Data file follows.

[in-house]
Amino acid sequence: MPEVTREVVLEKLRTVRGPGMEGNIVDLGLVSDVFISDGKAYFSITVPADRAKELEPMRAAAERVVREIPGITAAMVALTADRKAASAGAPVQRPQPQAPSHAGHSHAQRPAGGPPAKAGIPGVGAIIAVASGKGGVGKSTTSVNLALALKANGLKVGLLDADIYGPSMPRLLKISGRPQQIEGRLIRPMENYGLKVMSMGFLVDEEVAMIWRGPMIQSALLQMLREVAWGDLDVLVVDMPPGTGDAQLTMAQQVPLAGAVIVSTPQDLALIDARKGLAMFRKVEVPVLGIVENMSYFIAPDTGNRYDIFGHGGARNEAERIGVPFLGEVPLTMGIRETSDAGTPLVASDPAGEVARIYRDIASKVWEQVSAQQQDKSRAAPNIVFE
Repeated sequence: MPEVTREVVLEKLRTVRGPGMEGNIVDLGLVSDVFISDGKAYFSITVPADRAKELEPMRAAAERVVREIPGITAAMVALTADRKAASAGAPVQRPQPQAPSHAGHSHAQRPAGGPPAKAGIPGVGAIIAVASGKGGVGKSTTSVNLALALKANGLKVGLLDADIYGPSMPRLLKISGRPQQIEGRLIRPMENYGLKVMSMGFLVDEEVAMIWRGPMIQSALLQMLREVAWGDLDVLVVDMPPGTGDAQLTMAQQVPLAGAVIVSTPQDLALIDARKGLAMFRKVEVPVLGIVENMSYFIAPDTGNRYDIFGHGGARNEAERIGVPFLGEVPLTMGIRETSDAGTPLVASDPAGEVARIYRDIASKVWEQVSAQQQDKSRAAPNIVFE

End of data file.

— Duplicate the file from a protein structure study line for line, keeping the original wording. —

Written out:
[in-house]
Amino acid sequence: MPEVTREVVLEKLRTVRGPGMEGNIVDLGLVSDVFISDGKAYFSITVPADRAKELEPMRAAAERVVREIPGITAAMVALTADRKAASAGAPVQRPQPQAPSHAGHSHAQRPAGGPPAKAGIPGVGAIIAVASGKGGVGKSTTSVNLALALKANGLKVGLLDADIYGPSMPRLLKISGRPQQIEGRLIRPMENYGLKVMSMGFLVDEEVAMIWRGPMIQSALLQMLREVAWGDLDVLVVDMPPGTGDAQLTMAQQVPLAGAVIVSTPQDLALIDARKGLAMFRKVEVPVLGIVENMSYFIAPDTGNRYDIFGHGGARNEAERIGVPFLGEVPLTMGIRETSDAGTPLVASDPAGEVARIYRDIASKVWEQVSAQQQDKSRAAPNIVFE
Repeated sequence: MPEVTREVVLEKLRTVRGPGMEGNIVDLGLVSDVFISDGKAYFSITVPADRAKELEPMRAAAERVVREIPGITAAMVALTADRKAASAGAPVQRPQPQAPSHAGHSHAQRPAGGPPAKAGIPGVGAIIAVASGKGGVGKSTTSVNLALALKANGLKVGLLDADIYGPSMPRLLKISGRPQQIEGRLIRPMENYGLKVMSMGFLVDEEVAMIWRGPMIQSALLQMLREVAWGDLDVLVVDMPPGTGDAQLTMAQQVPLAGAVIVSTPQDLALIDARKGLAMFRKVEVPVLGIVENMSYFIAPDTGNRYDIFGHGGARNEAERIGVPFLGEVPLTMGIRETSDAGTPLVASDPAGEVARIYRDIASKVWEQVSAQQQDKSRAAPNIVFE